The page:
Alicia joined the team in January 2018 as one of our dedicated receptionists. She loves getting to know our clients, greeting our canine friends with a cuddle, keeping baby possums warm inside her jacket and of course hanging out with Leroy, our clinic dog.

Alicia has completed her Certificate III in Animal Studies and has recently commenced her Certificate IV in Veterinary Nursing. She has also volunteered in South Africa at a research through conservation park with lions, tigers and cheetahs.

She enjoys travelling, outdoor activities, painting and photography.

Alicia had a much-loved rescue staffy, Thunda, who was three years old.

 
jess
Meet the team - Jess

Jess - Practice Manager - Berwick Veterinary Hospital & Narre Warren Vet Clinic 

Jess has worked in the veterinary industry for over 12 years. She has been involved with the clinics for several years while also completing a Bachelor of Animal Science and Management at the University of Melbourne in addition to a Bachelor of Veterinary Bioscience at the University of Adelaide.

After becoming a Mum in 2015, Jess re-joined the team, stepping into the position of Practice Manager in 2017. Jess has a special interest in business development and loves working alongside the team to provide an exceptional service to our clients and their furry friends.

Jess shares her home with husband Jacob and their two young kids Ayden and Madison. Their family wouldn’t be complete without their two golden Retrievers Abbey and Jaxson, Fedel the cat and Ayden’s pet fish – Nemo and Thomas.

In her spare time Jess enjoys horse riding and spending quality time with her family and friends– camping, fishing, golfing and spending time at the beach have become the favourites!

 
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A little bit thirsty?

Is your pet a bit thirstier than usual? Are you filling up their water bowl more often, or have you noticed them drinking from the shower or toilet? An increase in thirst can be one of the first signs of kidney disease and if you are worried you should arrange a check up with us.

The kidneys contain thousands of little factories called 'nephrons' and their job is to work out how much water should be conserved in the body. Once damaged or destroyed, nephrons do not function properly and can't regenerate. As a result, the body doesn't conserve enough water so your pet will need to drink more to stay hydrated.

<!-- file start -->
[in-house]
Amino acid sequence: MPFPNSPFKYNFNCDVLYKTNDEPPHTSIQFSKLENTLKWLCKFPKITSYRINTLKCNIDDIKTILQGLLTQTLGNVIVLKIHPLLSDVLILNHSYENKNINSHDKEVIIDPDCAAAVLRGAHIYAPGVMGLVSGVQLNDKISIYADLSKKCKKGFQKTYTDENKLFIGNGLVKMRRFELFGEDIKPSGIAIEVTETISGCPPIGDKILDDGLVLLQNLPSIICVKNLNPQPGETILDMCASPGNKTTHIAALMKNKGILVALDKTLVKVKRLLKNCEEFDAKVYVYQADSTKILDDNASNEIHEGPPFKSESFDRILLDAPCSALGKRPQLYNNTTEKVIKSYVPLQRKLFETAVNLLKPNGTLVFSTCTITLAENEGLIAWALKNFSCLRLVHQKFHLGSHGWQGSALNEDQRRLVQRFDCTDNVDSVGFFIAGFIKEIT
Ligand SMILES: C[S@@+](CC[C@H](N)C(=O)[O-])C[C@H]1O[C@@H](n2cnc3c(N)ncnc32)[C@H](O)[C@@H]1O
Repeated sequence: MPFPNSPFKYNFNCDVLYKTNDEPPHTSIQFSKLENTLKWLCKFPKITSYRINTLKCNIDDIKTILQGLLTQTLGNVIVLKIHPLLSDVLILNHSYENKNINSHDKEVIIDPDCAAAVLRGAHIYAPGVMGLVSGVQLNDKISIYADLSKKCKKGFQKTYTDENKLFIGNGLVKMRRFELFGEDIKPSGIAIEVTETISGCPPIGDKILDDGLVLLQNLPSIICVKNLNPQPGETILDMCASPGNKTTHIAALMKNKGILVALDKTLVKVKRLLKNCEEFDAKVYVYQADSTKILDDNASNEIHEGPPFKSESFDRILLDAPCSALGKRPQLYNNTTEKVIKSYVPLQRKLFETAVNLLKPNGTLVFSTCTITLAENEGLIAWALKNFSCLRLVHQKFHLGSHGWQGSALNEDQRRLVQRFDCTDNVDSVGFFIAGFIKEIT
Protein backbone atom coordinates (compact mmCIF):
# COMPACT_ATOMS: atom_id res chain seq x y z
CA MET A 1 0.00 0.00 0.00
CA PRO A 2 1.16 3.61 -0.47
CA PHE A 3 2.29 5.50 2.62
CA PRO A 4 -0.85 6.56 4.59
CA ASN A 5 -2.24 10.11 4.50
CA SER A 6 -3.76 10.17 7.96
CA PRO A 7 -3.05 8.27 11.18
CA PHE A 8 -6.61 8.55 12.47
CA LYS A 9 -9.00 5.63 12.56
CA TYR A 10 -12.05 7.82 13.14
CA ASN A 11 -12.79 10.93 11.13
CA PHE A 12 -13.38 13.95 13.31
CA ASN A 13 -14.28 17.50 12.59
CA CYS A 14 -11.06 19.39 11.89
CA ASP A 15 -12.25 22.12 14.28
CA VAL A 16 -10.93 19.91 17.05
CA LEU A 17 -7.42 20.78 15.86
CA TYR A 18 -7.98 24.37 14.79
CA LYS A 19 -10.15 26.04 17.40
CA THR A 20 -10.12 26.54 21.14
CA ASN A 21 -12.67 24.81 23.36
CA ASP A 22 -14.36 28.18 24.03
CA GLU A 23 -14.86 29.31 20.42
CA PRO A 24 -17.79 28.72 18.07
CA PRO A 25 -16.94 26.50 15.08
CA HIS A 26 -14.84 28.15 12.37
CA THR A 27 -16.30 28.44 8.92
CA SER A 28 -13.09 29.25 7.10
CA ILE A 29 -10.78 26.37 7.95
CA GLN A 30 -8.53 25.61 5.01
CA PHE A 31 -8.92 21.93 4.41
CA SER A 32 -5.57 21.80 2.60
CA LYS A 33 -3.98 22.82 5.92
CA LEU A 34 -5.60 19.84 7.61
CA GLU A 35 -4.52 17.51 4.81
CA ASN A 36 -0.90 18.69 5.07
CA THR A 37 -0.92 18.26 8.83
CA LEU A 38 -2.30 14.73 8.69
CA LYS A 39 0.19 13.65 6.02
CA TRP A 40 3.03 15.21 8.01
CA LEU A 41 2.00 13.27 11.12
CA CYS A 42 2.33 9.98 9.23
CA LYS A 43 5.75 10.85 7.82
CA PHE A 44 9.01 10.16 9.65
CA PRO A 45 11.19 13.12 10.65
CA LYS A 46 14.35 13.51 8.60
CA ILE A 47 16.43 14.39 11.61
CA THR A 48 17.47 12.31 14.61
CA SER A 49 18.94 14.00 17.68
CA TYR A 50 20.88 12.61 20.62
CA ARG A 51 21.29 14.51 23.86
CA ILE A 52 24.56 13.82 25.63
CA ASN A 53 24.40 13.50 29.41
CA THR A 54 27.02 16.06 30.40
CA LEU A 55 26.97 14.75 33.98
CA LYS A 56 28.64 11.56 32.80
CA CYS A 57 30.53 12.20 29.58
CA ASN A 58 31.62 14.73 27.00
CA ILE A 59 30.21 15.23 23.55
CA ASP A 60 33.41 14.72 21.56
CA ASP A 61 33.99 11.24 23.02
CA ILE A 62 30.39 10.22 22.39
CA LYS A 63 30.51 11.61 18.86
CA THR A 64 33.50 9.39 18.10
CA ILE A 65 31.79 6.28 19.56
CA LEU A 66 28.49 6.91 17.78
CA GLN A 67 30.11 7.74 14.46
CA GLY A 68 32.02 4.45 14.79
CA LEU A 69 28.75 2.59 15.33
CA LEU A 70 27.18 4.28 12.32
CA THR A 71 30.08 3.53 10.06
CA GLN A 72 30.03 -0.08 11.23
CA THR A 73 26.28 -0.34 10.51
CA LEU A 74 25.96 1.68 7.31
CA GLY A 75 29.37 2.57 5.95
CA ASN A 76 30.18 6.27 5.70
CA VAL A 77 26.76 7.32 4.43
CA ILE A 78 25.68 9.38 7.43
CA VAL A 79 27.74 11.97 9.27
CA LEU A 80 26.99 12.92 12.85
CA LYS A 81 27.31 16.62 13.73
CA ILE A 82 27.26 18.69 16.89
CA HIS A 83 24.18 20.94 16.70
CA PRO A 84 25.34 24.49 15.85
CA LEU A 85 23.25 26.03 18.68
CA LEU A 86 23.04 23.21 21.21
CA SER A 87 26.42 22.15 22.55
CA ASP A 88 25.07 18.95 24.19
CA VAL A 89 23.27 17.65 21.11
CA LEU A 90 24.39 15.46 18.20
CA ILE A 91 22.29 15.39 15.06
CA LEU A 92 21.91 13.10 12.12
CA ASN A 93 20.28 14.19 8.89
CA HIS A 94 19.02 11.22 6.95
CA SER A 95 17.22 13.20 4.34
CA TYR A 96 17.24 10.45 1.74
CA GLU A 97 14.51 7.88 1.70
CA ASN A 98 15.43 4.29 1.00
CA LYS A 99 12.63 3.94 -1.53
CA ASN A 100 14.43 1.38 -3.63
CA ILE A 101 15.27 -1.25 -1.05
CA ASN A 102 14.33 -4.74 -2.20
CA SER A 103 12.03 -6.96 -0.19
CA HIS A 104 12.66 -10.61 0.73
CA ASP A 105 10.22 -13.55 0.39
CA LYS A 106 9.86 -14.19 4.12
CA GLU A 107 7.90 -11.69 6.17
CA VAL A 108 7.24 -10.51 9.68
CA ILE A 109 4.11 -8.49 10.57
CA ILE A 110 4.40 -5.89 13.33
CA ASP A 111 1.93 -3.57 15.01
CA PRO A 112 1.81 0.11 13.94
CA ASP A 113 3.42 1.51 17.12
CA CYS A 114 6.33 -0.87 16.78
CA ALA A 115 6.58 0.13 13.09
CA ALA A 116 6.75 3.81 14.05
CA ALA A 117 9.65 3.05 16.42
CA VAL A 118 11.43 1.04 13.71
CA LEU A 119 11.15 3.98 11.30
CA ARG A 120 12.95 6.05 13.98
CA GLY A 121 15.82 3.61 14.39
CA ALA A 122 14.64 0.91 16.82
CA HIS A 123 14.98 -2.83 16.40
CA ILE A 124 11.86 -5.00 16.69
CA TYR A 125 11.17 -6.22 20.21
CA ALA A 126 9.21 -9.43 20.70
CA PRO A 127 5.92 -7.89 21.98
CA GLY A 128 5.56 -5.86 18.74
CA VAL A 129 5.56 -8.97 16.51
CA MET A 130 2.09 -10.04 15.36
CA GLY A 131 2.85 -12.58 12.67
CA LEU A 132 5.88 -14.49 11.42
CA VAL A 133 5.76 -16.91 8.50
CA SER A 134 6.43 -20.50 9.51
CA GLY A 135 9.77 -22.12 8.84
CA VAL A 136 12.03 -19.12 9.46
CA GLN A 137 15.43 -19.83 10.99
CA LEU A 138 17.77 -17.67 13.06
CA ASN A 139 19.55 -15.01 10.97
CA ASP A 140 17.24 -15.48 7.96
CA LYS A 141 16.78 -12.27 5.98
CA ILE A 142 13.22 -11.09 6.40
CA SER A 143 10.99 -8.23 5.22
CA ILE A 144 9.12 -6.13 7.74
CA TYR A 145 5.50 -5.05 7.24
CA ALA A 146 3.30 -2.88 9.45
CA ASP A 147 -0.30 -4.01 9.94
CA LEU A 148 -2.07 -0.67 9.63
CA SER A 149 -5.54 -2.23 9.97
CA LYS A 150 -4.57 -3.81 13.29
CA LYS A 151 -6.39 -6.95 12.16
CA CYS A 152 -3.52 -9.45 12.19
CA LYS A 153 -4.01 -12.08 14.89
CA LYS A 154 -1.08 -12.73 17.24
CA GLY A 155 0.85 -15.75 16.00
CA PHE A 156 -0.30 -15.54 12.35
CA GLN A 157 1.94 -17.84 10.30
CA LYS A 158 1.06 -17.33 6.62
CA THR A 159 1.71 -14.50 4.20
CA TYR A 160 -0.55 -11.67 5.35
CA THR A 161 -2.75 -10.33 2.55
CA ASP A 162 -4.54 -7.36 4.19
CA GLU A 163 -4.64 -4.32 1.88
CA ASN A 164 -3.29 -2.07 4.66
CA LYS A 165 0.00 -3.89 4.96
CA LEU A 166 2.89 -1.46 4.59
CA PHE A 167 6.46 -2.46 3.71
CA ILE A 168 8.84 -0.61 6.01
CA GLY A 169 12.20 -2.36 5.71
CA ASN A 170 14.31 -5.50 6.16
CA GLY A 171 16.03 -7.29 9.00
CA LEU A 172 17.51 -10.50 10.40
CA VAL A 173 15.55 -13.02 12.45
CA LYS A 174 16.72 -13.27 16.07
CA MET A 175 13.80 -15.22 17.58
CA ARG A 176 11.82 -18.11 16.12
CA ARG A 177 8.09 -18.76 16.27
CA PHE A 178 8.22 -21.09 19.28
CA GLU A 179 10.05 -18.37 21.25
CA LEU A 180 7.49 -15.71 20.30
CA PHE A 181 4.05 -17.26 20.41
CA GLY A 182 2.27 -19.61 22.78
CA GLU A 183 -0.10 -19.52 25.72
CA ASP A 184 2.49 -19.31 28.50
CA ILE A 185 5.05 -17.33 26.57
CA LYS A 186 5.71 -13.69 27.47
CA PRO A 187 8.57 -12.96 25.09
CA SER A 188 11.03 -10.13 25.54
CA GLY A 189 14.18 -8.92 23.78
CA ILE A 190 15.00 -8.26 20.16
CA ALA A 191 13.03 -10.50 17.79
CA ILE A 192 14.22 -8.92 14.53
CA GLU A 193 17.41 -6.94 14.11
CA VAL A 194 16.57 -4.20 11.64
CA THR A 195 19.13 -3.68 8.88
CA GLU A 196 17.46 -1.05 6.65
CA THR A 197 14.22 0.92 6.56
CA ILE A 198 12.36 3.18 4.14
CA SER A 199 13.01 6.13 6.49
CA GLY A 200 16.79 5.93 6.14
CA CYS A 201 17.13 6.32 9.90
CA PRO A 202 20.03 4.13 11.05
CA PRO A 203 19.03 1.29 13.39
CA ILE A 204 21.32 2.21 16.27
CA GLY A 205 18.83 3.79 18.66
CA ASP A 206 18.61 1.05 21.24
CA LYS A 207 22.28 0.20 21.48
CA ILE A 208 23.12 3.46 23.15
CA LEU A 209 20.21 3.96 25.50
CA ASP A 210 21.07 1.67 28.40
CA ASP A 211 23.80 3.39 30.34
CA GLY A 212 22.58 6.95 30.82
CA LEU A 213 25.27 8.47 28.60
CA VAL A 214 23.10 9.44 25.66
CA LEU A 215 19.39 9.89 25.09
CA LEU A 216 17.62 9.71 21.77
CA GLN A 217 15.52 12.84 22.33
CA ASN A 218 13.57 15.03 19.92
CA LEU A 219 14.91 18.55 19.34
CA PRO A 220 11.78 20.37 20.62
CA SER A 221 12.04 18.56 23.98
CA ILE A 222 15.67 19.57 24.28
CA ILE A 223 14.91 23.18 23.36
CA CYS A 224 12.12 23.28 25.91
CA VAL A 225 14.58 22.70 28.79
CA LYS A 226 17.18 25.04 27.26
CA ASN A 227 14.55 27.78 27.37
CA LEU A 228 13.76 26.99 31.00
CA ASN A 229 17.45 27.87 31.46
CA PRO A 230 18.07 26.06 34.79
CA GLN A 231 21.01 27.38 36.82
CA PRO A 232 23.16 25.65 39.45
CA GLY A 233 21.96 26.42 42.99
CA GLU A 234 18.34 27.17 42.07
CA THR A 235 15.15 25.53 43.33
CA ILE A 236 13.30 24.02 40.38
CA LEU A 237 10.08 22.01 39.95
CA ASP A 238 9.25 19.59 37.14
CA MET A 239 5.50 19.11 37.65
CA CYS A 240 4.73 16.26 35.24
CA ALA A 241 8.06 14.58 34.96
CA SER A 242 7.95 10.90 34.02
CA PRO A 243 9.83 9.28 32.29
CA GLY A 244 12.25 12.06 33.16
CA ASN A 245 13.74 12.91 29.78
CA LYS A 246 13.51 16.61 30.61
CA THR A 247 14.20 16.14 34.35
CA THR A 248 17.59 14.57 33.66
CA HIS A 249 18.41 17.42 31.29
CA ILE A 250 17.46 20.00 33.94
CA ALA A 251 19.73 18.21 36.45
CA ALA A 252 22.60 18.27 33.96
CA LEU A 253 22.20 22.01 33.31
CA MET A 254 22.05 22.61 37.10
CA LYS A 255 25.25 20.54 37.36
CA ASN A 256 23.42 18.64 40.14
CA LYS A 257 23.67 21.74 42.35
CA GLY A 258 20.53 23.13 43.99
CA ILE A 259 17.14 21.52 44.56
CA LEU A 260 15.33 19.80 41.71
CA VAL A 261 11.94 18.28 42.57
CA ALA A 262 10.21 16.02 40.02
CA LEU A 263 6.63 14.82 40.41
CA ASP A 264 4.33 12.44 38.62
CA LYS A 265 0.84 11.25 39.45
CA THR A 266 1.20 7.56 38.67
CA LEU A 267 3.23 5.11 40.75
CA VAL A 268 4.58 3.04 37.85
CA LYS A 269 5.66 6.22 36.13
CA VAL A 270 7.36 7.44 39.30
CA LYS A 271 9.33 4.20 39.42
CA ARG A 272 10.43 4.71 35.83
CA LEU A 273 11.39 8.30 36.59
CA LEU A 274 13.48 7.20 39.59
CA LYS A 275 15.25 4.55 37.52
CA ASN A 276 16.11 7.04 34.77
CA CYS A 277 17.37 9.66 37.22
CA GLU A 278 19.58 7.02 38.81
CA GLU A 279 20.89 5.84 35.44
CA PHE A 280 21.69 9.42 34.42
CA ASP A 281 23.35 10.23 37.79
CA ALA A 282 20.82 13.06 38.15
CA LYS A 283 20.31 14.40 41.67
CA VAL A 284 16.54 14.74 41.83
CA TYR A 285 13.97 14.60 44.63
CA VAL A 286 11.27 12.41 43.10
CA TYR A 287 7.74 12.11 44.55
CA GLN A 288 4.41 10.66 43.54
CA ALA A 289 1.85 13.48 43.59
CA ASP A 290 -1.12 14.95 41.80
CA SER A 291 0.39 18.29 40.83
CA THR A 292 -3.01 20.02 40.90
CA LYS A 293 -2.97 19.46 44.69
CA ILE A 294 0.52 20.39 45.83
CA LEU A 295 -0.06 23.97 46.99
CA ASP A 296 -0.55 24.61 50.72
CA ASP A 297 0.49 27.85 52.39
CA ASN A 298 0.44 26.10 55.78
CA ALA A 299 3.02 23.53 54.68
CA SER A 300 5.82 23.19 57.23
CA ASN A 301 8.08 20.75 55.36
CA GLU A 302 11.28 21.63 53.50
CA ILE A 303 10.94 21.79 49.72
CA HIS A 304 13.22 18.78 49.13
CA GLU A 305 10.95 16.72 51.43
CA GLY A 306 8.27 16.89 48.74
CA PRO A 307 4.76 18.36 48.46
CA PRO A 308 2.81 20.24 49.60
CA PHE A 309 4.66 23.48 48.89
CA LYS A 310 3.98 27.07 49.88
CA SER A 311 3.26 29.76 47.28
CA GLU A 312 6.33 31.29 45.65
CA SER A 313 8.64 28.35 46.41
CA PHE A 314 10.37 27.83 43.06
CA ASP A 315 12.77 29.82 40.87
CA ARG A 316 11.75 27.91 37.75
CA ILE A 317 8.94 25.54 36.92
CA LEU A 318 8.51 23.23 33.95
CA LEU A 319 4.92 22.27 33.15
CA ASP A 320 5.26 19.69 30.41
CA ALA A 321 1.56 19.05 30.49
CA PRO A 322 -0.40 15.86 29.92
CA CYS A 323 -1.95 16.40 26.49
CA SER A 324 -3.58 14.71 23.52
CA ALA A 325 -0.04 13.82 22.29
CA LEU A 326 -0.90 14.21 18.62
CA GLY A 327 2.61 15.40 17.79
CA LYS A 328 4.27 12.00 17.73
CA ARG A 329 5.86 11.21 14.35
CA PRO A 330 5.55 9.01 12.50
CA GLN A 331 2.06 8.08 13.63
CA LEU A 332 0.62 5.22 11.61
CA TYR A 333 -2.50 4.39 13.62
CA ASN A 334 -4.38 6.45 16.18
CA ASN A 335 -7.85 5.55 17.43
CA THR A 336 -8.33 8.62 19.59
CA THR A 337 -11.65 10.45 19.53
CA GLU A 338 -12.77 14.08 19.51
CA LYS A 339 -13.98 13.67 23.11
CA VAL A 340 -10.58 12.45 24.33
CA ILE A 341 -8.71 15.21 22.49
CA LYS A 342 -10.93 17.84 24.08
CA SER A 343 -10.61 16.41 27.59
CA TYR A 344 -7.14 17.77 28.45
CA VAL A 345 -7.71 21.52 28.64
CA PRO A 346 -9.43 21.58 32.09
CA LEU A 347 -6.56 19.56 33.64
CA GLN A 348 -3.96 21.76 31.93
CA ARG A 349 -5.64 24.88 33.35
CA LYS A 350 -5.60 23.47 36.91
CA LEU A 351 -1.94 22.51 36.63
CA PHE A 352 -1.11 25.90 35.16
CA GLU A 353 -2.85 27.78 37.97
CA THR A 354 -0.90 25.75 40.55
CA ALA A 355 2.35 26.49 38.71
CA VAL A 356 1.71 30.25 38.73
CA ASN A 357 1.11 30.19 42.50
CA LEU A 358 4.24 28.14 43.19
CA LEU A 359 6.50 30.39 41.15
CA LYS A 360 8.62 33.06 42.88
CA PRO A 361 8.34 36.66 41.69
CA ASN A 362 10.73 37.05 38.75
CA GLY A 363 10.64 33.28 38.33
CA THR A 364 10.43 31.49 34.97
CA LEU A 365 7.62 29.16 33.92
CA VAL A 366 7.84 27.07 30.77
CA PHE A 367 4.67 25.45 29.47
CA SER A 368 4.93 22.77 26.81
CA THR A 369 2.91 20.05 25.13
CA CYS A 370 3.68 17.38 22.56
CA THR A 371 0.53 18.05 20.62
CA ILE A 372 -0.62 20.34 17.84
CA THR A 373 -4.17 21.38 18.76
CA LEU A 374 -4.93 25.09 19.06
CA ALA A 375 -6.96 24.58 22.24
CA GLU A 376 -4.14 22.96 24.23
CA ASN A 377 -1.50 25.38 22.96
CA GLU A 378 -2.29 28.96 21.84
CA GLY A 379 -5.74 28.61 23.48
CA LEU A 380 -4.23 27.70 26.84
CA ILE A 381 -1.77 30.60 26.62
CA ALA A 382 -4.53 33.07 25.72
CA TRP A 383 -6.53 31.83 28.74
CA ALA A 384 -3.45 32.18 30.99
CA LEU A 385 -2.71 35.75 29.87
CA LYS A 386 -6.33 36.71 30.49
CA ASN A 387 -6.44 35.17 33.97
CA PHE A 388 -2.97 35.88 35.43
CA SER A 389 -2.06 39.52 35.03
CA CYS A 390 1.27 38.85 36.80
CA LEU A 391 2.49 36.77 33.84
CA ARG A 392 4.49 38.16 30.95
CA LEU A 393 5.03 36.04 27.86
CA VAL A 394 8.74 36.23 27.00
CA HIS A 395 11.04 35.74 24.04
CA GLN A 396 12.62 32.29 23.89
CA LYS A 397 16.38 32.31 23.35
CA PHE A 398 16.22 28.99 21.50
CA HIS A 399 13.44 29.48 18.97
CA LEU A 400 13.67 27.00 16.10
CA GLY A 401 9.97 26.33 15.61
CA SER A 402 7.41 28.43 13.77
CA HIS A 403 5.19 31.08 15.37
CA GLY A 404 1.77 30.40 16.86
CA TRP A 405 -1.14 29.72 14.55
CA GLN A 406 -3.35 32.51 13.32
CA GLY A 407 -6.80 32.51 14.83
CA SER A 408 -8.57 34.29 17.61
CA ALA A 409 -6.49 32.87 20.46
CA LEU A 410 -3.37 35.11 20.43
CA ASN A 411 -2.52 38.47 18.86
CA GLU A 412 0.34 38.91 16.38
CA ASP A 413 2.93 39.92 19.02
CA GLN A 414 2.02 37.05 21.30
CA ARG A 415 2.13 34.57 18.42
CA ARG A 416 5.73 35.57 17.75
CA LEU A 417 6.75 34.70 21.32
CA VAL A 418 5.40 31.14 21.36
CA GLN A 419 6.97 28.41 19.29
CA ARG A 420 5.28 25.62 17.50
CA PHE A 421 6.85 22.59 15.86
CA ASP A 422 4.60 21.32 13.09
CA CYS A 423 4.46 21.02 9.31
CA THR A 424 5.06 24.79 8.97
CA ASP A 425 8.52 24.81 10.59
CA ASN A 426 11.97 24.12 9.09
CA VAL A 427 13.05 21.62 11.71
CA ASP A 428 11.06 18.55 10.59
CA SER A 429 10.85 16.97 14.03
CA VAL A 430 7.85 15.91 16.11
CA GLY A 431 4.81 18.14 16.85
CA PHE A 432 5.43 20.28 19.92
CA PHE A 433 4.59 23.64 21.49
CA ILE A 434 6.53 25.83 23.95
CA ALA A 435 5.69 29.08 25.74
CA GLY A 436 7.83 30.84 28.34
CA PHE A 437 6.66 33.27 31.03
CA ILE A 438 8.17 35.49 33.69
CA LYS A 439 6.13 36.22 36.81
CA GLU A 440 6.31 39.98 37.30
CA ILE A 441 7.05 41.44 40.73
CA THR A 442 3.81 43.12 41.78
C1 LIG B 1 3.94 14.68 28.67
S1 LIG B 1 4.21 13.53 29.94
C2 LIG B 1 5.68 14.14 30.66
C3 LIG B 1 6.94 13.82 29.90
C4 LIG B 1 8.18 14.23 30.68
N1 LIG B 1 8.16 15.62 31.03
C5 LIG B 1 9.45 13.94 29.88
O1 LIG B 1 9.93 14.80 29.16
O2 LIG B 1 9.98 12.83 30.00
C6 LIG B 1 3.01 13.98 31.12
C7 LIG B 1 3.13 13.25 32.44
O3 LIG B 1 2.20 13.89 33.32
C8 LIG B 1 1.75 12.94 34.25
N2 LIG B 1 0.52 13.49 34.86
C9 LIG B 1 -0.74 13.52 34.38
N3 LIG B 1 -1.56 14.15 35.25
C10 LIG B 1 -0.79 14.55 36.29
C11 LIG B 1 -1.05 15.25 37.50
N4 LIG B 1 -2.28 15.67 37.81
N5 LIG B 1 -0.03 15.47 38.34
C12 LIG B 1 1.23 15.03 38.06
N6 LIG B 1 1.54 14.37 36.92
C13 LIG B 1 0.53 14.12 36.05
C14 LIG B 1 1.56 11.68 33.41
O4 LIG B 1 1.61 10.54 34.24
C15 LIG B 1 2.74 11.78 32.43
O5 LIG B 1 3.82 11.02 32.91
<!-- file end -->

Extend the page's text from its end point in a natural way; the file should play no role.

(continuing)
Toxins, drugs, a change in blood pressure and particular diseases can harm the nephrons - and your pet may not show any signs until 75% of these nephrons are damaged.

Other than increased thirst, watch out for: 

- Increased urination
- Weight loss
- Lethargy
- Lack of appetite
- Vomiting

There are plenty of other diseases with similar signs of kidney disease (such as diabetes) so it is important that we investigate further. Measuring your pet's water intake over 24 hours is a good place to start. A blood test, a urine test, blood pressure and an ultrasound of the kidneys may then be necessary.

The take-home message is that if you notice any changes in your pet's thirst, it's best to arrange an appointment with us as soon as possible. If we detect that your pet's kidneys are not working properly, the earlier we initiate treatment, the better.

 
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Keep your pets safe this halloween

There's no denying it, Halloween has become more and more popular in Australia over the past few years. Traditionally an American celebration, Halloween is now a crazy opportunity for people to dress up and have a party. People love getting their pets involved too, but it's really important to think about their health and wellbeing so they remain happy and safe in all the craziness.

Here are our top tips:

1. When trick or treating is in full swing (and in the days after) you should make sure your furry friend doesn't get access to these treats too. This particularly goes for chocolate which can be highly toxic to dogs. Call us if you think your pet might have eaten something they shouldn't.

2. Costumes should be optional. Cats generally hate being dressed up in a costume and can become very distressed, this goes for many dogs too. If your pet does let you dress them up, be careful not to let them overheat.